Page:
The Makeathon culminated in the virtual showcase. After an intense 48 hours of making, three judges and over 20 public spectators logged on to the virtual event to see all the work the Makers accomplished during the weekend. Team 1, which developed one of the shower support systems, was crowned the winner. Even after the Makeathon, the work continues. Multiple teams are now finalizing their designs, with hand-offs to the Need-Knowers expected by the end of the semester. The Makeathon was a huge success, and the rest of the TOM executive board and I can’t wait to start planning next year’s events!

More Family Camp Weekends!


Earlier this month 27 families totaling nearly 100 people gathered for Family Camp: Passover Edition at Ramah Darom. Once again, Federation helped create and convene an immersive family camp weekend along with partners 18Doors, Be’Chol Lashon, PJ Library Atlanta, Ma’alot, and the Israeli American Council.  Other family camp experiences have included PJ Library Atlanta’s Book it to Shabbat celebrating the love of Jewish books. In March, families gathered at camp for The Grand Getaway, bringing grandparents and grandkids together in partnership with Ramah Darom, the Jewish Grandparents Network, and PJ Our Way.

The Passover themed weekend targeted diverse families and was specifically geared for little ones, ages 0-5. Over the weekend families connected with one another in Hebrew, Russian, and Spanish. Bonds were forged over fireside chats, making charoset recipes from around the world, and dancing with handmade tambourines. Families who had previously felt marginalized due to their cultural identity, family structure, etc. shared that it was the first time they felt not only welcomed but embraced and celebrated by the Atlanta Jewish community.

Families said:

  • Our favorite part of the weekend was simply being immersed in Jewish culture with other Jewish families. All of the hosts and co-leaders were extremely welcoming, nice, and accommodating. It truly made us feel welcome, at home, and less-stressed in a new environment, when surrounded by so many new families.
  • We’ve always wanted to attend a weekend like this. We aren’t as involved in our Jewish community as we once were, and we’d love to be more involved again. After attending this weekend we know that there is a space for us in the community

Following the success of these weekends Federation is interested in expanding additional experiential offerings as well as a weeklong family camp. Interested? Let Melissa Scholten-Gutierrez, Director of Family Engagement & Education, know what kind of experience you’re looking for.

Loving the Stranger. Paying Our Privilege Forward.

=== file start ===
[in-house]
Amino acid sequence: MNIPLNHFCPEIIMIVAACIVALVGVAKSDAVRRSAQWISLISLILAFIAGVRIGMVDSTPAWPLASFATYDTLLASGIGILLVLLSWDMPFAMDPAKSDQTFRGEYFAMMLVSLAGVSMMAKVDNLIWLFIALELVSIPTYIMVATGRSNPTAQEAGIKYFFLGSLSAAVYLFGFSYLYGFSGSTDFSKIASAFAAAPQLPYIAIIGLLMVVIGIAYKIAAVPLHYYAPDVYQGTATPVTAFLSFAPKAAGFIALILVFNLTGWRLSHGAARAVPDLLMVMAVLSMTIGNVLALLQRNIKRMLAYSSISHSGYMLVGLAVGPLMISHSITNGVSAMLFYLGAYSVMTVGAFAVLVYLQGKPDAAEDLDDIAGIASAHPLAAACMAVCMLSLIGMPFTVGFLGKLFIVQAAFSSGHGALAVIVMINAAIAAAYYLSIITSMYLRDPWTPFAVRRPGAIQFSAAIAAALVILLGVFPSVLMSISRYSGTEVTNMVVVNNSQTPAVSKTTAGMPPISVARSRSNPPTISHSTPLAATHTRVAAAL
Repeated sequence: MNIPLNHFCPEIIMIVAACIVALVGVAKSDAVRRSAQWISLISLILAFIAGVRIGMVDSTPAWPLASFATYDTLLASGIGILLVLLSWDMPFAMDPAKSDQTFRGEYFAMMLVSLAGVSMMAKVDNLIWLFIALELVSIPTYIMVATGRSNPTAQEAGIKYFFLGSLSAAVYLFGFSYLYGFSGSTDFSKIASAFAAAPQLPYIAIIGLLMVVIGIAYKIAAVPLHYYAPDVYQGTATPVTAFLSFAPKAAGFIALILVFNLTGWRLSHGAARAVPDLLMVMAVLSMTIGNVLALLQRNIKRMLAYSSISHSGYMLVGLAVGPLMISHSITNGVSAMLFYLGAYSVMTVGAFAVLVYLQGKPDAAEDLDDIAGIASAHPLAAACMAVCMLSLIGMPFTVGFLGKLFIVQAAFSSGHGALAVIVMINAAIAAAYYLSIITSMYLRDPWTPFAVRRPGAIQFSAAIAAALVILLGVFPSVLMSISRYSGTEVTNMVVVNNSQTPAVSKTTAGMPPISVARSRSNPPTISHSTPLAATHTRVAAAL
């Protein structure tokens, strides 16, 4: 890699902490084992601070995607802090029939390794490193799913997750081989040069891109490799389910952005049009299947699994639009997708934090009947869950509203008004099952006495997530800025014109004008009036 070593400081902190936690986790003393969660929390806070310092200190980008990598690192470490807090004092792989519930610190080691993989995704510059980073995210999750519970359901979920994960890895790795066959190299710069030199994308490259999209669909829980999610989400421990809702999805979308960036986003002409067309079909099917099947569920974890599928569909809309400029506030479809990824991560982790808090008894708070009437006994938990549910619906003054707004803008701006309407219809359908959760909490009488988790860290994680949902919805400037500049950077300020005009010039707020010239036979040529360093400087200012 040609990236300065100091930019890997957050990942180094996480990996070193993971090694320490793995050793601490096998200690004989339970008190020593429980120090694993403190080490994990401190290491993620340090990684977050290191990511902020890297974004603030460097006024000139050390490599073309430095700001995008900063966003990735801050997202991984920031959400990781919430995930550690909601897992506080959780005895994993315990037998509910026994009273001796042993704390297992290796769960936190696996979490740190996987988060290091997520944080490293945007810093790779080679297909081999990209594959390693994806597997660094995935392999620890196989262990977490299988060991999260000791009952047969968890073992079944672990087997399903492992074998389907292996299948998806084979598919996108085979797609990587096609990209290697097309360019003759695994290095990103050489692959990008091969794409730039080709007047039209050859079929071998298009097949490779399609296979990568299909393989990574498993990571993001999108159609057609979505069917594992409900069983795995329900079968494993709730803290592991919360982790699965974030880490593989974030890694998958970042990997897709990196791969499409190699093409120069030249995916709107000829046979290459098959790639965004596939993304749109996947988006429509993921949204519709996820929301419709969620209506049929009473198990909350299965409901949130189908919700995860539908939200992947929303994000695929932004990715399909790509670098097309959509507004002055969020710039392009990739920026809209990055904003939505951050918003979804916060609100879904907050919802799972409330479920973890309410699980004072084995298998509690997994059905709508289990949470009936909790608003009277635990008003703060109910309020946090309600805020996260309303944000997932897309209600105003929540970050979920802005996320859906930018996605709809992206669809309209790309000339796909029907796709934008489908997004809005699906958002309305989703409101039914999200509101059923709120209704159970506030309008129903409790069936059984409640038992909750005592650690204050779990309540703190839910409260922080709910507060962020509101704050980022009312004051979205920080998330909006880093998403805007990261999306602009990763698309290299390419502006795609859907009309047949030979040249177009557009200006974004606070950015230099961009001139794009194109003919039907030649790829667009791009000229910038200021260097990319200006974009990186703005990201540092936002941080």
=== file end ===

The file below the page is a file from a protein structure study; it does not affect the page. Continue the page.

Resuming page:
Nataliyah Fleshler and Masha Vaynman came to America with their families from Kyiv as young girls. They were part of the wave of Jews from the former Soviet Union who found refuge here in the late 1980’s and 90’s. In those years, Atlanta was a destination for Soviet Jews seeking a new life, and our community more than delivered.

Back then, Jewish Family & Career Services offered translation services to assist scores of refugees flocking to Atlanta. There was a Russian speaking social worker for the FSU (Former Soviet Union) Jewish community. Over time those services became less needed because Jewish refugees to Atlanta had become solid citizens, fluent in English, successful in their careers, yet still bringing their unique ethnic flavor to our city. Just like Nataliyah and Masha, who are both HR professionals and are raising families here.

Nataliyah and Masha are paying their privilege forward by organizing a massive volunteer program to send medical supplies to Ukrainian refugees. They are choosing to forget the bullying, the hatred, and the discrimination they experienced as Jewish children in Ukraine and are throwing themselves into Ukrainian relief work. To me there is something very Jewish about this.

Jews well understand the commandment to love the stranger and protect the vulnerable. Having been strangers in many hostile lands, having been isolated, persecuted, and exterminated because of our differences, we are uniquely attuned to the needs of immigrants and refugees. And baruch ha shem, we Jews have Israel — a Jewish homeland that has never stopped taking in huddled masses from North Africa, Ethiopia, Yemen, Iran, Iraq, and the former Soviet republics.

So, this Passover, let us celebrate Nataliyah and Masha, who have not turned away from the land they fled. They help renew the Passover story for us this year and remind us that we can all be part of a modern-day Exodus for millions of Ukrainians seeking safety and freedom.

Matching Fund to Feed Hungry Jews at Passover

By CARING, COMMUNITY, People in Need

With Passover ten days away, many community members will need extra funds to purchase Passover food items. Jan and Marsha Spector, longtime supporters of the Jewish community, have created a Feed the Hungry Challenge Match to feed hungry Jews at Passover. The Spectors will match dollar-for-dollar up to $25,000, for new and or increased contributions made to the Maos Chitim Fund by the end of Passover. Make your donation here.